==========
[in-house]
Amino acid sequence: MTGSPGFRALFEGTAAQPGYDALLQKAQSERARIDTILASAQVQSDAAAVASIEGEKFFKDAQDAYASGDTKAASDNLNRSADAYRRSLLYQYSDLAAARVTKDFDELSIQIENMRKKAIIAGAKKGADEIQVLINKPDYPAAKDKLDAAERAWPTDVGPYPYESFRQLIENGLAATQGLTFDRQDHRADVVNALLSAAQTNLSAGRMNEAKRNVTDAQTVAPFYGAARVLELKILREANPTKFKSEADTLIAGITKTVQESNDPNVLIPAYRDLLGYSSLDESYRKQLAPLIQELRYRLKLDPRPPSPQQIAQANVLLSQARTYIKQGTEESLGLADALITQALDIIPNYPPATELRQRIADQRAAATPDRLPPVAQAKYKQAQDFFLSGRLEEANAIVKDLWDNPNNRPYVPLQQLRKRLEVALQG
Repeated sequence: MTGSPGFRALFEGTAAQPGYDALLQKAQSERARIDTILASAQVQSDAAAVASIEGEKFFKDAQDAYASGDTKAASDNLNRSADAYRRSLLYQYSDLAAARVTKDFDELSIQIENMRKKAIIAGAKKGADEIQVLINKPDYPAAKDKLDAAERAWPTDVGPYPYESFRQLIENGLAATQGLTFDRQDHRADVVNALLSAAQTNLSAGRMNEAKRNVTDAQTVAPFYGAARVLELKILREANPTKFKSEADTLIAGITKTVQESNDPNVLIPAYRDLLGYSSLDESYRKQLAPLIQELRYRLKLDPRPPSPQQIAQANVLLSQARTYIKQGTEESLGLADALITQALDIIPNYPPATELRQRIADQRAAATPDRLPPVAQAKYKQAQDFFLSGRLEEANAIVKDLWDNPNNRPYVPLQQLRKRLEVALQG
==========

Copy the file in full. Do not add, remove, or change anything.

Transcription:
[in-house]
Amino acid sequence: MTGSPGFRALFEGTAAQPGYDALLQKAQSERARIDTILASAQVQSDAAAVASIEGEKFFKDAQDAYASGDTKAASDNLNRSADAYRRSLLYQYSDLAAARVTKDFDELSIQIENMRKKAIIAGAKKGADEIQVLINKPDYPAAKDKLDAAERAWPTDVGPYPYESFRQLIENGLAATQGLTFDRQDHRADVVNALLSAAQTNLSAGRMNEAKRNVTDAQTVAPFYGAARVLELKILREANPTKFKSEADTLIAGITKTVQESNDPNVLIPAYRDLLGYSSLDESYRKQLAPLIQELRYRLKLDPRPPSPQQIAQANVLLSQARTYIKQGTEESLGLADALITQALDIIPNYPPATELRQRIADQRAAATPDRLPPVAQAKYKQAQDFFLSGRLEEANAIVKDLWDNPNNRPYVPLQQLRKRLEVALQG
Repeated sequence: MTGSPGFRALFEGTAAQPGYDALLQKAQSERARIDTILASAQVQSDAAAVASIEGEKFFKDAQDAYASGDTKAASDNLNRSADAYRRSLLYQYSDLAAARVTKDFDELSIQIENMRKKAIIAGAKKGADEIQVLINKPDYPAAKDKLDAAERAWPTDVGPYPYESFRQLIENGLAATQGLTFDRQDHRADVVNALLSAAQTNLSAGRMNEAKRNVTDAQTVAPFYGAARVLELKILREANPTKFKSEADTLIAGITKTVQESNDPNVLIPAYRDLLGYSSLDESYRKQLAPLIQELRYRLKLDPRPPSPQQIAQANVLLSQARTYIKQGTEESLGLADALITQALDIIPNYPPATELRQRIADQRAAATPDRLPPVAQAKYKQAQDFFLSGRLEEANAIVKDLWDNPNNRPYVPLQQLRKRLEVALQG